Another activity in which imec researchers are making significant strides together with the industry is the H2020-funded HighLite project that aims for high-performance, low-cost, and sustainable crystalline-Si PV modules tailored for different applications. Among the partners in the project is Valoe, the Finnish company that supplies PV-integrated body panels to Sonomotors.
Loic Tous: “Much of our own effort in this project focuses on reaching lightweight PV modules for vehicle integration. For example, we are looking into developing next-generation crystalline silicon cells with efficiencies above 23% and innovative shingling technology to optimally use the available surface in the curved body panels. Recently, we reached an important milestone by demonstrating lightweight (< 6kg/m2) prototype PV modules with high-efficiency silicon solar cells that passes several of the critical PV and automotive tests. The goal by the end of 2022 is to demonstrate a complete PV-integrated bonnet. For this, collaboration with industrial partners is crucial. For example, with Applied Materials Italy, which develops the shingling technology and associated equipment.”
At the Sept-2021 EU PVSEC, the largest international conference for photovoltaic research, technologies, and applications, imec presented the progress within the HighLite program in full detail. At that same conference, imec also presented a paper about developing and testing lightweight PV modules, whereby two approaches are being compared to replace glass with solutions based on glass-fiber reinforcement. Last but not least, the imec research roadmap also deploys VIPV related activities to compare the use of silicon cells versus thin-film CIGS.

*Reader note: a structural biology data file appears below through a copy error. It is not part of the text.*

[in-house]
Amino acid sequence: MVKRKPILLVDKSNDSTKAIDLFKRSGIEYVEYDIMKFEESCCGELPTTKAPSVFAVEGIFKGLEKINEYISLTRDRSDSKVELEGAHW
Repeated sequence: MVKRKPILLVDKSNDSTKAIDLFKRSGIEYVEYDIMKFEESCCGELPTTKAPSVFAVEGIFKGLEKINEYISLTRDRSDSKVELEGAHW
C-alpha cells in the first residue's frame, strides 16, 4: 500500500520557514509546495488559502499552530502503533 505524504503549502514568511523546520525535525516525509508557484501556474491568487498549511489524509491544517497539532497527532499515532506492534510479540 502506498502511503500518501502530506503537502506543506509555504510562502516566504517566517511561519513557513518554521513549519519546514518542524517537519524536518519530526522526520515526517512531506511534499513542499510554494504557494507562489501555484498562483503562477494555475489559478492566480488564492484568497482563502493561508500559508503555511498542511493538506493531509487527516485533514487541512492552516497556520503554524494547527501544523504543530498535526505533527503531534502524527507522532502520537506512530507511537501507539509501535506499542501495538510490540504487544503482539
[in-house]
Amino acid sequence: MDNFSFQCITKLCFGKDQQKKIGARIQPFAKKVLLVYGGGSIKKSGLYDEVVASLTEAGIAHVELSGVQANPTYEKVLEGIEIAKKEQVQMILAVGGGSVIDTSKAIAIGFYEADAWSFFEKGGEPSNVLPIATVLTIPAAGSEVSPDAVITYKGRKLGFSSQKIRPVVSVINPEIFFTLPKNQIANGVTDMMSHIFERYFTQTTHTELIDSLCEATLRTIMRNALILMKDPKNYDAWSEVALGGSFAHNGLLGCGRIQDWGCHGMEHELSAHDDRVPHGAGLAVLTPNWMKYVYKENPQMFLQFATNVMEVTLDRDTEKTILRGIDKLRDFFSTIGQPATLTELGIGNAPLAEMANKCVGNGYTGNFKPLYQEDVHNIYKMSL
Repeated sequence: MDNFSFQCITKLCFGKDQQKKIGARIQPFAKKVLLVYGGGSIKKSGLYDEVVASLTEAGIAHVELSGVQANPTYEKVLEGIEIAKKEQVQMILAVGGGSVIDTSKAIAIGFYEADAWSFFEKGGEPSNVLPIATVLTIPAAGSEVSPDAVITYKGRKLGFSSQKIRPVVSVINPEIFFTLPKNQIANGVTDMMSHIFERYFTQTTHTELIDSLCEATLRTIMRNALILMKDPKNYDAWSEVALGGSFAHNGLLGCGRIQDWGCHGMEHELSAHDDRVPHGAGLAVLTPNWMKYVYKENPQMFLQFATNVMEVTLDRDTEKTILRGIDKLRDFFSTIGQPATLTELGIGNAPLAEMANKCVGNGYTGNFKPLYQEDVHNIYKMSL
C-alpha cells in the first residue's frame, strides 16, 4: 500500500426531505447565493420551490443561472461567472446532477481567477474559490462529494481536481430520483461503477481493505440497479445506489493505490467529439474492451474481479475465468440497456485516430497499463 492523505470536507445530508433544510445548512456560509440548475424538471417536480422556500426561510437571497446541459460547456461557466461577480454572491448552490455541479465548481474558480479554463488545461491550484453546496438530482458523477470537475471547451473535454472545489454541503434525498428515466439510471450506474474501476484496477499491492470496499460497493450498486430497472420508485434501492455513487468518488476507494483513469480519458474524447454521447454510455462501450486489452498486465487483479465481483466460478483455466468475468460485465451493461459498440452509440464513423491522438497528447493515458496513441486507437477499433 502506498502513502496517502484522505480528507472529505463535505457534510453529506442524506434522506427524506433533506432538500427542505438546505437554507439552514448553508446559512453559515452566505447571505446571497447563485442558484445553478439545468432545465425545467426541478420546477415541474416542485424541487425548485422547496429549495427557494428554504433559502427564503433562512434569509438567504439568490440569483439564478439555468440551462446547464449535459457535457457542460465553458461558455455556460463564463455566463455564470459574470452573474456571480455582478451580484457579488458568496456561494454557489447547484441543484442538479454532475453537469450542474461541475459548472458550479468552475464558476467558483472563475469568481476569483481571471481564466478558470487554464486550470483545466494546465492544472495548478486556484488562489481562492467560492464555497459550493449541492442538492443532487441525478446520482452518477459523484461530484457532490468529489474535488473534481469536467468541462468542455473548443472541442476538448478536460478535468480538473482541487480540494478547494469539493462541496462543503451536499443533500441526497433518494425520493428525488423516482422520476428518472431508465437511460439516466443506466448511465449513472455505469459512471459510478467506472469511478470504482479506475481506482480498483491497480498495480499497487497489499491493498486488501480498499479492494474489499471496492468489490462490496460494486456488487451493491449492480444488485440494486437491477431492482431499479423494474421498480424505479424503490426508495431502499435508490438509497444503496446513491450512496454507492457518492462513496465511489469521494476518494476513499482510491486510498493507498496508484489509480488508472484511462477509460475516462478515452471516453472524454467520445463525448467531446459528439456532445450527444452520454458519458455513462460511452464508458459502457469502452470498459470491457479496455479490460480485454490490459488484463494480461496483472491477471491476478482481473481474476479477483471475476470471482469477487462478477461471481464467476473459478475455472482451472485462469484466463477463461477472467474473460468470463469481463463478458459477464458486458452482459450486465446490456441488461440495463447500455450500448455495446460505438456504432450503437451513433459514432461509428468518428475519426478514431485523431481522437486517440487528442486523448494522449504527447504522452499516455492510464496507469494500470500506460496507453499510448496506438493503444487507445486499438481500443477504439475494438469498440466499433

Loic Tous: “We also already have a long-lasting relation with the KU Leuven team that competes in the various editions of the World Solar Challenge. Whereby we have helped them with, for example, our expertise in modeling and characterization. We intensified our collaboration for this year’s Solar Challenge Morocco by giving them technical support and access to our facilities at the EnergyVille Campus in Genk. This advantage allowed them to fabricate the PV modules for the BluePoint Atlas race car using our state-of-the-art two-membrane laminator. This time, the KU Leuven car is not equipped with high-efficiency space cells. These reach efficiencies of over 30% but come at a price of around €100 per cell. The premium silicon cells that the team uses this year reach efficiencies of 23 to 25% and only cost around one euro per cell. The regulations allow the team to cover more surface area with these relatively lower-efficiency cells, so the overall cost-efficiency balance was quickly made. This, however, meant that the silicon cells had to be designed more specifically to fit the contours of the vehicle, and here, the expertise of imec also came into play.”
So, while VIPV technologies are working their way up into the market with a healthy dose of realism, thanks to the R&D contributions by imec and its partners, we will be unconditionally cheering for the KU Leuven Agoria team that competes in Morocco in October 2021.
Want to know more?
- Our publication in OPE Journal
- EU PVSEC papers about the HighLite program and about lightweight PV modules can be requested through this form [add link to contact form]
- Imec.icon SNRoof project page: SNRoof | imec (imec-int.com)
- H2020-funded HighLite project page: HighLite project (highlite-h2020.eu)
- KU Leuven Agoria Solar Team: Agoria Solar Team | BluePoint Atlas
- Imec webpage about PV expertise: Development of high efficient silicon & thin-film solar cell and module technology - imec (imec-int.com)
- Imomec website: IMO - IMOMEC (uhasselt.be)
- EnergyVille website: Research into sustainable energy and intelligent energy systems | EnergyVille
Dr. Loic Tous has been leading the PV cell and module activities at imec since early 2020. He received his Ph.D. in 2014 from the KU Leuven (Belgium). Since 2016, he has been the co-organizer of the Workshop on Metallization & Interconnection for Crystalline Silicon Solar Cells. He is currently the coordinator of the H2020 funded project HighLite (Grant Agreement 857793), which aims to substantially improve the competitiveness of the EU PV manufacturing industry and the research lead of the imec.icon SNRoof project, which deals with integrating into 3D curved roofs of electric vehicles.
7 October 2021